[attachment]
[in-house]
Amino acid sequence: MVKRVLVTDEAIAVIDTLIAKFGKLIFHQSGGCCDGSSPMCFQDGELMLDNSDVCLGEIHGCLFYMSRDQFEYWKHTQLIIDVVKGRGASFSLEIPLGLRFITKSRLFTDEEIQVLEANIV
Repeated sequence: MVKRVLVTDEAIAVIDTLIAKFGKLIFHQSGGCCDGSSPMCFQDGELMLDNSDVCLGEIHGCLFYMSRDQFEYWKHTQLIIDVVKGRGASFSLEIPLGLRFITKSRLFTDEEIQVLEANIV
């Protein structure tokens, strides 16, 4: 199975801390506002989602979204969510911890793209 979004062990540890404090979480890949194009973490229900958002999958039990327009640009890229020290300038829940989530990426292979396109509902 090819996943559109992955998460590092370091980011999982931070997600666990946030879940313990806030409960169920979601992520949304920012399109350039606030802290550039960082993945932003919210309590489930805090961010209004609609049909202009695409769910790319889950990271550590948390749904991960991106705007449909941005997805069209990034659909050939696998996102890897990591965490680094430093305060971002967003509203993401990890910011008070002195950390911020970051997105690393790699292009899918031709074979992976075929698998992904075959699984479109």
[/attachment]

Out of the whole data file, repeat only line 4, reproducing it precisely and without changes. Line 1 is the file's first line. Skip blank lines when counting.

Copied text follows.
């Protein structure tokens, strides 16, 4: 199975801390506002989602979204969510911890793209 979004062990540890404090979480890949194009973490229900958002999958039990327009640009890229020290300038829940989530990426292979396109509902 090819996943559109992955998460590092370091980011999982931070997600666990946030879940313990806030409960169920979601992520949304920012399109350039606030802290550039960082993945932003919210309590489930805090961010209004609609049909202009695409769910790319889950990271550590948390749904991960991106705007449909941005997805069209990034659909050939696998996102890897990591965490680094430093305060971002967003509203993401990890910011008070002195950390911020970051997105690393790699292009899918031709074979992976075929698998992904075959699984479109």